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Adv Biomed Res 2013,  2:23

Detection of methicillin-resistance gene in Staphylococcus epidermidis strains isolated from patients in Al-Zahra Hospital using polymerase chain reaction and minimum inhibitory concentration methods

1 Department of Microbiology, Medical School, Isfahan University of Medical Sciences, Isfahan, Iran
2 Vice chancellor for research, School of medicine, Isfahan University of Medical Sciences, Isfahan, Iran

Date of Submission07-Aug-2012
Date of Acceptance26-Aug-2012
Date of Web Publication06-Mar-2013

Correspondence Address:
Seyed Asghar Havaei
Department of Microbiology, Medical School, Isfahan University of Medical Sciences, Isfahan
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Source of Support: This article is obtained from a MS thesis in Microbiology which was conducted in Isfahan University of Medical Sciences., Conflict of Interest: None

DOI: 10.4103/2277-9175.108008

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Background: In recent years, antibiotic resistance of Staphylococcus epidermidis to methicillin has significantly increased, making it essential to study resistance to methicillin, which is a determining factor in the appropriate treatment pattern. The purpose of this study was to identify methicillin-resistant genes in S. epidermidis strains using polymerase chain reaction (PCR) and to determine their mean minimum inhibitory concentration (MIC) to methicillin using E-test method.
Materials and Methods: MIC was determined on 146 samples of S. epidermidis using E-test method. Moreover, all samples were tested for the presence of mecA gene using PCR.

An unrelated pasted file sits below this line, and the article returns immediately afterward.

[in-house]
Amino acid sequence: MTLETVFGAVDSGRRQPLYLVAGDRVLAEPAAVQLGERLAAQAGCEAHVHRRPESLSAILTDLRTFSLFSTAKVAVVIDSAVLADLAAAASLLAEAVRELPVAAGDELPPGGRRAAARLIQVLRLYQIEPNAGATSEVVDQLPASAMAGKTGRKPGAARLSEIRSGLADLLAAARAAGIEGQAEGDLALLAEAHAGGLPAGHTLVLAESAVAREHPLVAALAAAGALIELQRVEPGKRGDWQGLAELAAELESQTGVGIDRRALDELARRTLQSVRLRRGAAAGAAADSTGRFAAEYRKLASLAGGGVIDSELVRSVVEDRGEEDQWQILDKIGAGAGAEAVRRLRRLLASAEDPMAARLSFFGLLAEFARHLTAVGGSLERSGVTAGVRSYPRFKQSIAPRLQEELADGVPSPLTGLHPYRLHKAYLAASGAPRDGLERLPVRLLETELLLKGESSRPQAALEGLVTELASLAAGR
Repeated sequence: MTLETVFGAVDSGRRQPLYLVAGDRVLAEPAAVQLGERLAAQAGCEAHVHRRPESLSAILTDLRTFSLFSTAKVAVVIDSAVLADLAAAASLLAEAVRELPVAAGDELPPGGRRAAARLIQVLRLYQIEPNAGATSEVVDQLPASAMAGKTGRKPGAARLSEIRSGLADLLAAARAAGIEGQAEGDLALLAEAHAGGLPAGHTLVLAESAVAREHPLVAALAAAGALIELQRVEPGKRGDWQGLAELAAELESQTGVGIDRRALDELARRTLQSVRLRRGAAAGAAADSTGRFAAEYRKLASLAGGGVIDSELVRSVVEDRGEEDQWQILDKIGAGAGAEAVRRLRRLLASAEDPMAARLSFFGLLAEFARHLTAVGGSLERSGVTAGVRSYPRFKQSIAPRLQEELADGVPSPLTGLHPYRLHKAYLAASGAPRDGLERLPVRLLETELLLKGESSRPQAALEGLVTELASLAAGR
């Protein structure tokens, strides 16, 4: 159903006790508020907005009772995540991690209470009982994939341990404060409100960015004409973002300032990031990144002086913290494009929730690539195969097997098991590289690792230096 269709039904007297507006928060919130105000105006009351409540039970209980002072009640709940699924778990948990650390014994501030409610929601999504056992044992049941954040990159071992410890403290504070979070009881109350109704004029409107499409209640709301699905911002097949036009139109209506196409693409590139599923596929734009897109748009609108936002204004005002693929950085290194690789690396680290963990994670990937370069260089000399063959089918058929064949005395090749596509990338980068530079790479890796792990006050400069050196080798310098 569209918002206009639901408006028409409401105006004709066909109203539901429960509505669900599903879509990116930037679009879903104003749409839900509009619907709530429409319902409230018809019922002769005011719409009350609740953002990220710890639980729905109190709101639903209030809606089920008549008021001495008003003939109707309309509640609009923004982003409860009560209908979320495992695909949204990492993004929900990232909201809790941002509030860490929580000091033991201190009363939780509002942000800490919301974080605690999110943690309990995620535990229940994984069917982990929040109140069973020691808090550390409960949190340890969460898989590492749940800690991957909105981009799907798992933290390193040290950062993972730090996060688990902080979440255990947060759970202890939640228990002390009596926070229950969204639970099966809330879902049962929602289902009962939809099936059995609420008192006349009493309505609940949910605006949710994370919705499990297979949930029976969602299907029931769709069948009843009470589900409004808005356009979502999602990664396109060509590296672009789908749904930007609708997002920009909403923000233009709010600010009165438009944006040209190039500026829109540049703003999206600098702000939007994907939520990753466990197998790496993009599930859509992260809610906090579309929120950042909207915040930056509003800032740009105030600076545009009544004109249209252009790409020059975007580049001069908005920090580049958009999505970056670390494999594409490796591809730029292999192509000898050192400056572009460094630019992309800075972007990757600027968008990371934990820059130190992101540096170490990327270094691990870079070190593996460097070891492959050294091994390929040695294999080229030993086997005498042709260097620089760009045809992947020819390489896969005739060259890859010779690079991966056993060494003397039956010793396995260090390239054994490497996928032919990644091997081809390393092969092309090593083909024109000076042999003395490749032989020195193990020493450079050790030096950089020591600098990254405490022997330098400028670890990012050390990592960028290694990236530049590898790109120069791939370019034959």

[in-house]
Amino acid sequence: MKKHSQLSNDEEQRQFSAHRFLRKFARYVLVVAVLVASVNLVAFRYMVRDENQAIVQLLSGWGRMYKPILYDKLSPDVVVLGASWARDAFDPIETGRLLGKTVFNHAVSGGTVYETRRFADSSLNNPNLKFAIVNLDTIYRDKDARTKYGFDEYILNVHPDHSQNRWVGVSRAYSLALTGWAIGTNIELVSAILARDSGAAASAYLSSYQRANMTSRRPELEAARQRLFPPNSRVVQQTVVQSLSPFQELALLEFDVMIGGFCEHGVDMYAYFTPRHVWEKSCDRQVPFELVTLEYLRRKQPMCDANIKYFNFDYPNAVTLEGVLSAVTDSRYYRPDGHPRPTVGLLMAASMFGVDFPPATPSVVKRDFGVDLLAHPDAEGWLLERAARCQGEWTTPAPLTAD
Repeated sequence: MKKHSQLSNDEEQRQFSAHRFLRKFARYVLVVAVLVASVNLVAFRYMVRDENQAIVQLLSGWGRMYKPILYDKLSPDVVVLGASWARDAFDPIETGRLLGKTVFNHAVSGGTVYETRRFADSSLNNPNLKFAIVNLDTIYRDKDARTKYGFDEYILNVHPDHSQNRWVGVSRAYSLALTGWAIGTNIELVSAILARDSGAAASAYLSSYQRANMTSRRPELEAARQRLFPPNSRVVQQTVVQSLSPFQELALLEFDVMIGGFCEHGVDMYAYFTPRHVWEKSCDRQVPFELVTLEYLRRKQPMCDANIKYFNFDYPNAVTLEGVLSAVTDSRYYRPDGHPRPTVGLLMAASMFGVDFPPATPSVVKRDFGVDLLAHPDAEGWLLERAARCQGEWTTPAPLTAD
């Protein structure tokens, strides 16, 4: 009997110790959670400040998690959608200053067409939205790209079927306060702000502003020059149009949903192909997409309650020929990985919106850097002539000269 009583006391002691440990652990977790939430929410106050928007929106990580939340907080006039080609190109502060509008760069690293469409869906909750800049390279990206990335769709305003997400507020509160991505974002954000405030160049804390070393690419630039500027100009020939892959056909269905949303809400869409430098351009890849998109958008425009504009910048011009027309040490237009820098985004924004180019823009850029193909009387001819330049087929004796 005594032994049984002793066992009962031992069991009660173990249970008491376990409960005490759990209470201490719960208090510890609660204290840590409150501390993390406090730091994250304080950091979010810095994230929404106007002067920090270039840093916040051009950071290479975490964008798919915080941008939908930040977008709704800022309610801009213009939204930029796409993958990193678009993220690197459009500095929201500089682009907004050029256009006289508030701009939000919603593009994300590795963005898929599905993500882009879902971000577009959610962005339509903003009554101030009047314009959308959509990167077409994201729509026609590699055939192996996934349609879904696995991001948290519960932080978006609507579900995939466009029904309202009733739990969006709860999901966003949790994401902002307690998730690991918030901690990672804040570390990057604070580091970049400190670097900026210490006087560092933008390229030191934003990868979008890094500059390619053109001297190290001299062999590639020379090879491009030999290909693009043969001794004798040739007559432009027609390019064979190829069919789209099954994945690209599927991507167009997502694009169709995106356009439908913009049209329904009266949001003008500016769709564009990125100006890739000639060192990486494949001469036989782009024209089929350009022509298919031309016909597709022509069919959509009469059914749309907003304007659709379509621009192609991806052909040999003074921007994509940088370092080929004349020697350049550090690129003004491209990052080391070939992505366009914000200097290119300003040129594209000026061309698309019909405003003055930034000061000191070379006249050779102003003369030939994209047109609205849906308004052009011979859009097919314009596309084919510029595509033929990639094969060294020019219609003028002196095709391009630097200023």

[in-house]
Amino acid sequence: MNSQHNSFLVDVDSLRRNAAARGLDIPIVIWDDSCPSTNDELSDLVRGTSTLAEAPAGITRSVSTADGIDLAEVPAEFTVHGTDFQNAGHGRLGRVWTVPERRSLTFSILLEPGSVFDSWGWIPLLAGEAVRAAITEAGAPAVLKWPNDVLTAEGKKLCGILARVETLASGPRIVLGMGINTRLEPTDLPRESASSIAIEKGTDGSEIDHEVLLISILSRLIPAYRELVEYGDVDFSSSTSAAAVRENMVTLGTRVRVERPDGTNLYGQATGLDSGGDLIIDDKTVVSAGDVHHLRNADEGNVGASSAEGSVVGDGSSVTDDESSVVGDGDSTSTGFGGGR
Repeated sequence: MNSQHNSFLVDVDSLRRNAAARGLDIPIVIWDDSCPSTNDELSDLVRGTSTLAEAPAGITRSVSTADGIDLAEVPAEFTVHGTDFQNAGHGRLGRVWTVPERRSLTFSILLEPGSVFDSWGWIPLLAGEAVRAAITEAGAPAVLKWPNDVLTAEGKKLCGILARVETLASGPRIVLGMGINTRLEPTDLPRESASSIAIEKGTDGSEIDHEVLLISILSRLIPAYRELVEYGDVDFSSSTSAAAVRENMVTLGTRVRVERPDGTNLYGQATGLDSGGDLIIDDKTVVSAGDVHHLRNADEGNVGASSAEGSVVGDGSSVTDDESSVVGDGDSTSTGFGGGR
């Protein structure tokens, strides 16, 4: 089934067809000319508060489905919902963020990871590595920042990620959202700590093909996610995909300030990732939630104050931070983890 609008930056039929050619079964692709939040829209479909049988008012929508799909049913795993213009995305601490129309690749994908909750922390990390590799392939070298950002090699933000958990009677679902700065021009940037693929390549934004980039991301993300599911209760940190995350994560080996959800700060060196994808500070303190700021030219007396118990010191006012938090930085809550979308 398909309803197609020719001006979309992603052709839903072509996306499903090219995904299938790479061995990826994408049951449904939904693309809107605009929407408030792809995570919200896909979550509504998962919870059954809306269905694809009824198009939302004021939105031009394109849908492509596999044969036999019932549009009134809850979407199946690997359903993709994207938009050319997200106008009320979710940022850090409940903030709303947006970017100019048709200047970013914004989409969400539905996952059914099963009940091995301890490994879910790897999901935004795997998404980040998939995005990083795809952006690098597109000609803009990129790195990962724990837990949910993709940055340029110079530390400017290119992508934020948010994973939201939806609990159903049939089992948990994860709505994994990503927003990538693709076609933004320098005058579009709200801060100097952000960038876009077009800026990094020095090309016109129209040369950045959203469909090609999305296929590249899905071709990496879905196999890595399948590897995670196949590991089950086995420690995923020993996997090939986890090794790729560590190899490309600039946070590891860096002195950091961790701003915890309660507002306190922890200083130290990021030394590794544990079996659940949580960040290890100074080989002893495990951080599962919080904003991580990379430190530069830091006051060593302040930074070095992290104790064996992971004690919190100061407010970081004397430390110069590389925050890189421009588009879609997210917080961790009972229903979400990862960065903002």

Results: PCR test showed 75.34% of the samples to contain mecA gene. Methicillin resistance test was performed using E-test on all the samples, which showed resistance in different dilutions.
Conclusion: The frequency of mecA gene in S. epidermidis isolates was 75.34%. Among the various applied tests used for determining methicillin resistance, sensitivity and specificity of PCR were the highest and reached 100%. Sensitivity and specificity were found to be 95.3% and 94.7%, respectively, for phenotypic test (E-test) and 86.5% and 80.9%, respectively, for disk diffusion method. Based on the above results, it seems that resistance of S. epidermidis to methicillin is on the rise, and therefore more research is warranted.

Keywords: E-test, mecA gene, methicillin, Staphylococcus epidermidis

How to cite this article:
Pishva E, Havaei SA, Arsalani F, Narimani T, Azimian A, Akbari M. Detection of methicillin-resistance gene in Staphylococcus epidermidis strains isolated from patients in Al-Zahra Hospital using polymerase chain reaction and minimum inhibitory concentration methods. Adv Biomed Res 2013;2:23